Among other positions, Wedin served as president of the Orange County Business Council and helped broker that county's bankruptcy-bailout plan.
Shambra relied heavily on Wedin's contacts and expertise, naming him the district's chief negotiator for the Belmont project. In 1995 Wedin collected $185,000 in billings - more than Shambra, more than the district superintendent. Over the course of 12 years, school-board members approved upward of $1 million in various Wedin contracts while barely knowing his name.
In Orange County, by contrast, Wedin maintained a high profile, earning notoriety as well as kudos for his government work, particularly during a four-year stint as a Brea City Council member. As previously reported in the Weekly, Wedin urged fellow council members to approve a $320,000 public-works contract to a firm from which he was earning $41,000 on another project. The contract was later rescinded, and in 1992 Wedin was tried - and acquitted - on criminal conflict-of-interest charges.
An early-1980s school project in Brea was both a success and textbook Wedin. He persuaded the local school district to borrow money to build a new high school while putting a shopping center on the site of the old school. As he designed the arrangement, the city kicked in money for the project from its redevelopment agency, where Wedin was working as director. At the same time, he also was a consultant for a the school district, a task that ultimately would net him $323,000. Wedin pointed out that his dual roles were known to all parties involved, but clearly, he saw no problem with doing for yourself, while also doing good.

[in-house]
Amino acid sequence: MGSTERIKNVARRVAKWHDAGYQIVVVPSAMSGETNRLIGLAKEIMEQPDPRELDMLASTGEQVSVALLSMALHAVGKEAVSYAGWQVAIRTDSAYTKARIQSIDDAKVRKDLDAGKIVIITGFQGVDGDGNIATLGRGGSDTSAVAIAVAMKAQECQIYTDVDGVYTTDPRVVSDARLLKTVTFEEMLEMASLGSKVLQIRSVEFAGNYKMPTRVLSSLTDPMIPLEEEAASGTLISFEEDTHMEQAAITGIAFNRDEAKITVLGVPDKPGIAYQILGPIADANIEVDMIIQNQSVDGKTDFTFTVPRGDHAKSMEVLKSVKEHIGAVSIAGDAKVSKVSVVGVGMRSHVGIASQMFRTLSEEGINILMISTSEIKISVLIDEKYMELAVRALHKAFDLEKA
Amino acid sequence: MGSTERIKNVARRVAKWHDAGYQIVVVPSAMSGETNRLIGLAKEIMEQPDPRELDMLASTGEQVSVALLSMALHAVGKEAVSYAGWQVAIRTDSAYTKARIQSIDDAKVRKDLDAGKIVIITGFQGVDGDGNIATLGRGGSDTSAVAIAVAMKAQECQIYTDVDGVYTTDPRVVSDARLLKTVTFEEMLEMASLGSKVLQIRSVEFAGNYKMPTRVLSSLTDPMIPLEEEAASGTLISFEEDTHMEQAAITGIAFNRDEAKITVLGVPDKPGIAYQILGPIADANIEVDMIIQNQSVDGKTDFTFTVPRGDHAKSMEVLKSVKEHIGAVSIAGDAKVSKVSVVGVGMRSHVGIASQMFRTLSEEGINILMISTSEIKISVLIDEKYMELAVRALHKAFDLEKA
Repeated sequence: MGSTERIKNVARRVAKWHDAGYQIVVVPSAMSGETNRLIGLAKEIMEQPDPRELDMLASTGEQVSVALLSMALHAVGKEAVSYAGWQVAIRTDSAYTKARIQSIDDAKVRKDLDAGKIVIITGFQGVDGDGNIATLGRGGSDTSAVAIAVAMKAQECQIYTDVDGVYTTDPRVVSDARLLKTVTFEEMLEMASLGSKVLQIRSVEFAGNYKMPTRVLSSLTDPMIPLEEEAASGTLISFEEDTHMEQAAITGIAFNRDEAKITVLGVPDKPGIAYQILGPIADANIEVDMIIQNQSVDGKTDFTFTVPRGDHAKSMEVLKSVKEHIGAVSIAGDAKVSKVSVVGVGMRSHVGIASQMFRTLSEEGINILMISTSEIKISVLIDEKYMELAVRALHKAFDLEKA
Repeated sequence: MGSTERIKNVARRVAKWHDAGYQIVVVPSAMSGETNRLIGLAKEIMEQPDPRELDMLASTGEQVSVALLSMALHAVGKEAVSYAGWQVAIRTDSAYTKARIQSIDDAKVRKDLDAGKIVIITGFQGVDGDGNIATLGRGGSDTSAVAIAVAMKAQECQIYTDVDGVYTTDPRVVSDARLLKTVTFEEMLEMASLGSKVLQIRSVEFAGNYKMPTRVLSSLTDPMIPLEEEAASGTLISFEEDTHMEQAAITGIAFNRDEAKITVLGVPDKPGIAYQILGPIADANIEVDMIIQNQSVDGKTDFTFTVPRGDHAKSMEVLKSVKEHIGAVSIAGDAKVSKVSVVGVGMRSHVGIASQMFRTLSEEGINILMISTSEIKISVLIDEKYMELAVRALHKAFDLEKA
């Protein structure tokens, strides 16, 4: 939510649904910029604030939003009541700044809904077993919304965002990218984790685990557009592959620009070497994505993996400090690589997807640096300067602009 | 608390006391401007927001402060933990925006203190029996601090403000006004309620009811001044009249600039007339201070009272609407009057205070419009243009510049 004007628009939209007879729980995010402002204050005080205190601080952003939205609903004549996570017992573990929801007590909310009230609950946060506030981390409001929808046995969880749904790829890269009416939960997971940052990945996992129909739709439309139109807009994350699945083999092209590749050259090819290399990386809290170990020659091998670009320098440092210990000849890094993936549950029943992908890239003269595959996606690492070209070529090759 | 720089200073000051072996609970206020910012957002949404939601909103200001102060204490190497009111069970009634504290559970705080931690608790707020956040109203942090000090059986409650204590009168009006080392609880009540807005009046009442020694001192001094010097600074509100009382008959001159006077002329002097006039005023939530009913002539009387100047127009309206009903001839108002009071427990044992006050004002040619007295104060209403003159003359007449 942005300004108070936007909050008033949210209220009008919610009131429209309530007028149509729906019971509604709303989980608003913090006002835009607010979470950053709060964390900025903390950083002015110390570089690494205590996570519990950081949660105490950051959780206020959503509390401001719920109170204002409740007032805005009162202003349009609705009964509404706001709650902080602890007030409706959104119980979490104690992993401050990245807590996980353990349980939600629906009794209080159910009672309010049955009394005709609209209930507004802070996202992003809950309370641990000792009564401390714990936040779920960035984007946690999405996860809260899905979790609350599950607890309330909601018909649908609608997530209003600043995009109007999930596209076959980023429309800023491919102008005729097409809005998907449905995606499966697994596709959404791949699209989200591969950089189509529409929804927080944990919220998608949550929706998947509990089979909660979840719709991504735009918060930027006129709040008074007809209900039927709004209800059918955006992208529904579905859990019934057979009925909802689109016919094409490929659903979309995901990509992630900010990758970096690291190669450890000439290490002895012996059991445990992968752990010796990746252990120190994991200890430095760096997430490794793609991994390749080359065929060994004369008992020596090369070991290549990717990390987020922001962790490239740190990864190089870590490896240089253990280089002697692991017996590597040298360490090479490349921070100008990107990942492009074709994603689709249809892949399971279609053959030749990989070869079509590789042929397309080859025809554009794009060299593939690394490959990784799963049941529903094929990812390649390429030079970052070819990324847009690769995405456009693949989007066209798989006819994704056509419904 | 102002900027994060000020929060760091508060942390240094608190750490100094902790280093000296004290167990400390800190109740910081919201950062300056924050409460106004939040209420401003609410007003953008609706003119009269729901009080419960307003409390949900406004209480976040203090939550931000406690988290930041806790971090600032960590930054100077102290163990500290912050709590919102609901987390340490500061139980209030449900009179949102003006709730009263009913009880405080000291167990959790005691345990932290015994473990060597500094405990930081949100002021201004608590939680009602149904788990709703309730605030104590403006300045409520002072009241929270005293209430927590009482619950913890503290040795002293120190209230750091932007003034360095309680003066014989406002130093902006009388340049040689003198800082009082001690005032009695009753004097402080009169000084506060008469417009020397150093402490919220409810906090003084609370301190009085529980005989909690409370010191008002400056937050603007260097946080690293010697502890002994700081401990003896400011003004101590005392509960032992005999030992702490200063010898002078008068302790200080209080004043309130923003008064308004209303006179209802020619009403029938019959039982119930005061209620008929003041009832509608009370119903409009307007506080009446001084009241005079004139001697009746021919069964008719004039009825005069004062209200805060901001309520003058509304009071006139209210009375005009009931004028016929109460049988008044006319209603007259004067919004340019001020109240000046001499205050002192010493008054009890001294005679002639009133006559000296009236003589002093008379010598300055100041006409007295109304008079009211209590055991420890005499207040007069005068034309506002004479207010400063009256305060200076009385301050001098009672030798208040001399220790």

As Shambra's adviser for mixed-use projects at LAUSD, Wedin was in a position to pitch and evaluate projects that would keep him in clover. To the extent that the district followed his advice and pursued these projects, Wedin's continued employment was secured.
So it was that in December 1994, the financial consulting firm of Coopers & Lybrand made the mistake of throwing cold water on the prospects for building a successful shopping center that would help defray costs of the proposed Belmont school. The bidders, the accountants said, were overly optimistic. "None of the teams presented current market research to support their positions," Coopers noted in a draft financial analysis. "The only relevant market research presented was more than 12 years old."
This section was omitted from the final version of the report, which instead read, "Per Mr. Wayne Wedin's recommendations, our analysis is based on the assumptions presented by the various proposed developer teams." In other words, the rosy financial projections were not to be challenged.